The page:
South Korea-based Hanjin Shipping reached an agreement with creditors who have agreed to offer financial assistance to the company and initiate a corporate restructuring program.
Creditor banks, led by state-run Korea Development Bank, approved Hanjin’s debt restructuring proposal at a meeting on Wednesday.
The conditions for the bailout include reduced charter rates that Hanjin pays out to foreign shipowners, retaining a global alliance membership and signing a debt restructuring agreement with bondholders.
The agreement comes days after Hanjing Shipping submitted a revised self-rescue measure to creditors on 2 May 2016.
The creditors plan to give a three-month maturity extension of principal and interest starting and roll out debt refinancing measures by hiring accounting firms.
The company plans to finalize negotiations with 22 shipowners by the end of May 2016. Further, it also plans to hold a meeting with bondholders on 19 May 2016 to extend the maturity date on KRW 35.8bn won of its bonds by four months.
Source: The Korea Herald
Canada-based oil and gas explorer Pacific Exploration & Production Corp., announced that its Restructuring Plan was supported by bondholders holding c. 67.8% of the company’s debt.
Previously, on 27 April 2016, the company and certain of is subsidiaries had obtained an Initial Order from the Superior Court of Justice in Ontario under the Companies Creditors Arrangement Act.
Bondholders, who supported the restructuring plan by 29 April 2016, would receive a 2.2% stake in the reorganized company’s equity.
Further, the company has extended the restructuring deadline until 6 May 2016.
SunEdison Inc., which filed for bankruptcy in April 2016, received interim approval from a U.S. Bankruptcy court to access upto $300m debtor-in-possession financing loan whilst it pursues Chapter-11 restructuring.
Judge Stuart Bernstein of the U.S. Bankruptcy Court for the Southern District of New York refrained from making a decision on the company’s request for an independent examiner, by stating that other creditor groups might want to have a say on these matters.
The court also approved the continuation of payment of employee wages and benefits, work on ongoing projects and certain vendor payments.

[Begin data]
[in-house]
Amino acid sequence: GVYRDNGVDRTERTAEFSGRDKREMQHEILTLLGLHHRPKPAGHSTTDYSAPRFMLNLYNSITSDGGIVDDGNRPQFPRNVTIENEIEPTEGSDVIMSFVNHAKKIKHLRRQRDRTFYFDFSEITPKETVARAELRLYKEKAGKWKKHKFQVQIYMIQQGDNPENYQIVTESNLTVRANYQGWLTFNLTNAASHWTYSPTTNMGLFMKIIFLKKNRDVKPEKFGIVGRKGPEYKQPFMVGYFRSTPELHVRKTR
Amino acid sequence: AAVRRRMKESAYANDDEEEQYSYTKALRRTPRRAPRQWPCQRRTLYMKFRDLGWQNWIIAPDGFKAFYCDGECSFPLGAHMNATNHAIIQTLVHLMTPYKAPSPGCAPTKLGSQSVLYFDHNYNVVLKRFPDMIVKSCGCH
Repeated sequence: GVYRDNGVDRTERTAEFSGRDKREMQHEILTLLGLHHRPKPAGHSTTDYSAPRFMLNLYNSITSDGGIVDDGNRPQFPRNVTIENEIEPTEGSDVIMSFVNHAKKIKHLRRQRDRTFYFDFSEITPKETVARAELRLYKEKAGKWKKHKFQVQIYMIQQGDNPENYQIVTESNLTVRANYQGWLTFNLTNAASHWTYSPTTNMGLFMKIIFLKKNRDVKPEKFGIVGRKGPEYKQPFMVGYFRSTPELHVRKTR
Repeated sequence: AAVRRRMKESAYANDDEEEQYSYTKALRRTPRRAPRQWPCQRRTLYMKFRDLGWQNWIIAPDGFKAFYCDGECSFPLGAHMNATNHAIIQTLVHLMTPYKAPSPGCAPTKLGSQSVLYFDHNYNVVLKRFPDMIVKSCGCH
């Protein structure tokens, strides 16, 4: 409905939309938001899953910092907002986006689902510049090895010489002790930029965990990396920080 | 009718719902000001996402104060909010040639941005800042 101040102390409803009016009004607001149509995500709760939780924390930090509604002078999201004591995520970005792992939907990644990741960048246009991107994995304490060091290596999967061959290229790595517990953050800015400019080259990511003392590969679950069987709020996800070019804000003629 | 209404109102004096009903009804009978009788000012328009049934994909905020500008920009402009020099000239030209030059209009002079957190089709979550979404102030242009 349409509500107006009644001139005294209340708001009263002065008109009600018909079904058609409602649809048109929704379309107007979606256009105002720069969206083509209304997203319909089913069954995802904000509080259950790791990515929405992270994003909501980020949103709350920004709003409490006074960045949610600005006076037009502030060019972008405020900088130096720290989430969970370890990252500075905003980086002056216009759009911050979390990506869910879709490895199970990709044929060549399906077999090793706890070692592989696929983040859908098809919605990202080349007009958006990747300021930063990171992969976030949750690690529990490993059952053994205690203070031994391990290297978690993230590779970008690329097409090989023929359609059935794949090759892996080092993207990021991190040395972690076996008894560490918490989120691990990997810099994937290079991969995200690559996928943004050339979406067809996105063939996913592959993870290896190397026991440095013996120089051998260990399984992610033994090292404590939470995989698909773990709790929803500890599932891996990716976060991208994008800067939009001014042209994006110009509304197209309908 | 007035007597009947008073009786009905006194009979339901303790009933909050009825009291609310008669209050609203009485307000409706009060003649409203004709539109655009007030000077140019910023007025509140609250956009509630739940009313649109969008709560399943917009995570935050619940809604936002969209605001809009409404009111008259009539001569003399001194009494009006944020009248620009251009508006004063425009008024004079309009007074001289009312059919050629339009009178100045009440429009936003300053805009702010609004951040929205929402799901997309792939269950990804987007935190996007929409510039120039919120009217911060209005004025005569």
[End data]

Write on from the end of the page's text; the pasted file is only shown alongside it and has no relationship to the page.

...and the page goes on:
Separately, the company’s yieldcos, TerraForm Power Inc and TerraForm Global Inc, on Monday named Peter Blackmore as their interim chief executive, effective 21 April 2016. These yieldco’s are not part of the bankruptcy.
Source: St. Louis Bizjournal, Reuters
Shallow-water driller Hercules Offshore could be forced to file for bankruptcy for the second time in less than a year as some creditors state that it may have breached its covenant on the $450m first lien sr. sec. credit facility. Previously, Hercules had filed for Ch-11 restructuring in August 2015 and emerged from bankruptcy in November 2015.
During the restructuring process, the company issued a debt-to-equity swap conversion for bondholders holding c.$1.2bn of debt for a 96.9% stake in the new equity shares and raised a $450m credit facility.
S&P downgraded the company’s $450m credit facility to CCC-. Further, the company had filed a forebearance agreement last week which has caused concern amongst creditors.
Creditors claimed that Hercules first violated the terms of the loan when its subsidiary, Hercules Offshore Nigeria Limited, failed to offer a vessel’s mortgage as collateral for the loan on 15 April 2016. The second violation occurred when Hercules didn’t meet a deadline to consolidate its Gibraltar-based affiliate into another unit of the company.
In the forebearance agreement filed with the SEC, Hercules stated that creditors had asserted that the company was in default, although they had not provided a formal notice on the same. Hercules also stated that it believed that default could be avoided before next week’s deadline.